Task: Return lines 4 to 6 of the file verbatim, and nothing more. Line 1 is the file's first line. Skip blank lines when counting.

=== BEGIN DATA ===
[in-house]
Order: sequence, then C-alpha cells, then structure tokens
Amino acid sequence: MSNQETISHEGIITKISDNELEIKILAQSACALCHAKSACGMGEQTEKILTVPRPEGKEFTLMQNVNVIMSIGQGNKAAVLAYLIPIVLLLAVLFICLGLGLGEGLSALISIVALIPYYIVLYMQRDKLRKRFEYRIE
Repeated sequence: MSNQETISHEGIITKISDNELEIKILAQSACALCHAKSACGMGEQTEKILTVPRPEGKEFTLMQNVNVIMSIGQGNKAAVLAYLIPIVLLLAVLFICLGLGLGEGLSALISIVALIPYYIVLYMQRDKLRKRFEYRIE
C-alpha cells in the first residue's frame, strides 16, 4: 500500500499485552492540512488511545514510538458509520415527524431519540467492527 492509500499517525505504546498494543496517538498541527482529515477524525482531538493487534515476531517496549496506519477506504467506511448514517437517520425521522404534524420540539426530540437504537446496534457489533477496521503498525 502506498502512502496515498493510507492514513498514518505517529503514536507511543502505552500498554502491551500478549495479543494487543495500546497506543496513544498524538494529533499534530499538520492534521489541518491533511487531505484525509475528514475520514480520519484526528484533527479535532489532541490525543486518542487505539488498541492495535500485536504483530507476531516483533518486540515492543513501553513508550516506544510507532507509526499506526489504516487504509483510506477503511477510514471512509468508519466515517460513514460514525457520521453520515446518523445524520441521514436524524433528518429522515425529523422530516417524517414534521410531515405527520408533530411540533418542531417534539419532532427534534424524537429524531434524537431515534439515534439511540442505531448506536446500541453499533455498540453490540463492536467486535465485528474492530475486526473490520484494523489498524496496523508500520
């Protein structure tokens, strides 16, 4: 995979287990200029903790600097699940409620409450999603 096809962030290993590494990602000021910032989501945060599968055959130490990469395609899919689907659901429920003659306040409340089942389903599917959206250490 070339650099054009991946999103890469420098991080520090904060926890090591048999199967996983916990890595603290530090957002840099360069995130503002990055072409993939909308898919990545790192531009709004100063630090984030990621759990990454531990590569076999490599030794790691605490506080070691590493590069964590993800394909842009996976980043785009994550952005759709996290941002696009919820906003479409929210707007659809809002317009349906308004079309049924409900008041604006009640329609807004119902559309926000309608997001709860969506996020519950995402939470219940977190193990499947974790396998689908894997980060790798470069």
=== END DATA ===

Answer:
Repeated sequence: MSNQETISHEGIITKISDNELEIKILAQSACALCHAKSACGMGEQTEKILTVPRPEGKEFTLMQNVNVIMSIGQGNKAAVLAYLIPIVLLLAVLFICLGLGLGEGLSALISIVALIPYYIVLYMQRDKLRKRFEYRIE
C-alpha cells in the first residue's frame, strides 16, 4: 500500500499485552492540512488511545514510538458509520415527524431519540467492527 492509500499517525505504546498494543496517538498541527482529515477524525482531538493487534515476531517496549496506519477506504467506511448514517437517520425521522404534524420540539426530540437504537446496534457489533477496521503498525 502506498502512502496515498493510507492514513498514518505517529503514536507511543502505552500498554502491551500478549495479543494487543495500546497506543496513544498524538494529533499534530499538520492534521489541518491533511487531505484525509475528514475520514480520519484526528484533527479535532489532541490525543486518542487505539488498541492495535500485536504483530507476531516483533518486540515492543513501553513508550516506544510507532507509526499506526489504516487504509483510506477503511477510514471512509468508519466515517460513514460514525457520521453520515446518523445524520441521514436524524433528518429522515425529523422530516417524517414534521410531515405527520408533530411540533418542531417534539419532532427534534424524537429524531434524537431515534439515534439511540442505531448506536446500541453499533455498540453490540463492536467486535465485528474492530475486526473490520484494523489498524496496523508500520
């Protein structure tokens, strides 16, 4: 995979287990200029903790600097699940409620409450999603 096809962030290993590494990602000021910032989501945060599968055959130490990469395609899919689907659901429920003659306040409340089942389903599917959206250490 070339650099054009991946999103890469420098991080520090904060926890090591048999199967996983916990890595603290530090957002840099360069995130503002990055072409993939909308898919990545790192531009709004100063630090984030990621759990990454531990590569076999490599030794790691605490506080070691590493590069964590993800394909842009996976980043785009994550952005759709996290941002696009919820906003479409929210707007659809809002317009349906308004079309049924409900008041604006009640329609807004119902559309926000309608997001709860969506996020519950995402939470219940977190193990499947974790396998689908894997980060790798470069």